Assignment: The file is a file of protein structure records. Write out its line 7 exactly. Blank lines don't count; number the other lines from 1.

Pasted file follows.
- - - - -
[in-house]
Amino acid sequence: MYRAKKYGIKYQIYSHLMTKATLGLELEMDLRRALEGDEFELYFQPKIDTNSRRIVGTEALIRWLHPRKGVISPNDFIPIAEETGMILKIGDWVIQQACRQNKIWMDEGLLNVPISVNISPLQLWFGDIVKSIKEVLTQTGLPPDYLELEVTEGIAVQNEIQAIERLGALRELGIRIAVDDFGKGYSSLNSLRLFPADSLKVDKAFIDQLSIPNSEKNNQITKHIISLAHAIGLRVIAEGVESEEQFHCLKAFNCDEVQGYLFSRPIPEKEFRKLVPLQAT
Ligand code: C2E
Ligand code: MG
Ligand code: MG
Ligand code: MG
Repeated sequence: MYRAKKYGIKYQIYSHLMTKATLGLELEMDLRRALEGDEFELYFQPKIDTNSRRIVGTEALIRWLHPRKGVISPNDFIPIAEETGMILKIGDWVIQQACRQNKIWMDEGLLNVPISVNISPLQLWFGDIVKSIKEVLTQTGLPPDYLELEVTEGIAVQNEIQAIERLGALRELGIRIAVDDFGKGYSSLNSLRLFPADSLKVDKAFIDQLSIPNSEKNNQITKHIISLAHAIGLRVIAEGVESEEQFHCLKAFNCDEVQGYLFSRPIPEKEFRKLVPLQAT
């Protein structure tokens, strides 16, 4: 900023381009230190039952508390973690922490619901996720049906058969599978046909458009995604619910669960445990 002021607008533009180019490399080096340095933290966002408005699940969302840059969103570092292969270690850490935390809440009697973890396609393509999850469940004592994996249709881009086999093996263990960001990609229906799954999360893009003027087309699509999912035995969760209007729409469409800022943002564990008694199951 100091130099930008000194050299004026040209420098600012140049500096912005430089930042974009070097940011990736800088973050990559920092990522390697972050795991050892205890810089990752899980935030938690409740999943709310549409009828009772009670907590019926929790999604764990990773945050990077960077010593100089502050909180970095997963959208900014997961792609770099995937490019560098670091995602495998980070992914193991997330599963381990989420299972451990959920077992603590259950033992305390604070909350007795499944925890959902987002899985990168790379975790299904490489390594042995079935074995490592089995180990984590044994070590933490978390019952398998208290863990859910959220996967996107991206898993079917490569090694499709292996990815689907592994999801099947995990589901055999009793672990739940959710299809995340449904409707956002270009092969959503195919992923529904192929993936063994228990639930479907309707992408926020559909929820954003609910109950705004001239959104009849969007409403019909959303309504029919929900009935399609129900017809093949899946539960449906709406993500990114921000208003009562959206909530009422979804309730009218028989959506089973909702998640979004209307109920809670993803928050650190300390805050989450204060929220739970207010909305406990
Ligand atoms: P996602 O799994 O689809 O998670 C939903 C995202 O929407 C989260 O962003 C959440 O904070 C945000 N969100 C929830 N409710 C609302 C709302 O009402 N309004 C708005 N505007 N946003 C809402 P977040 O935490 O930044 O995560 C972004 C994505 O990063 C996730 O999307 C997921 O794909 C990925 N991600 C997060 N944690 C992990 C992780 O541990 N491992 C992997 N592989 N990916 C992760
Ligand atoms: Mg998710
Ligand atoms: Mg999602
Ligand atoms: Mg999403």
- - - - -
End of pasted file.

Repeated sequence: MYRAKKYGIKYQIYSHLMTKATLGLELEMDLRRALEGDEFELYFQPKIDTNSRRIVGTEALIRWLHPRKGVISPNDFIPIAEETGMILKIGDWVIQQACRQNKIWMDEGLLNVPISVNISPLQLWFGDIVKSIKEVLTQTGLPPDYLELEVTEGIAVQNEIQAIERLGALRELGIRIAVDDFGKGYSSLNSLRLFPADSLKVDKAFIDQLSIPNSEKNNQITKHIISLAHAIGLRVIAEGVESEEQFHCLKAFNCDEVQGYLFSRPIPEKEFRKLVPLQAT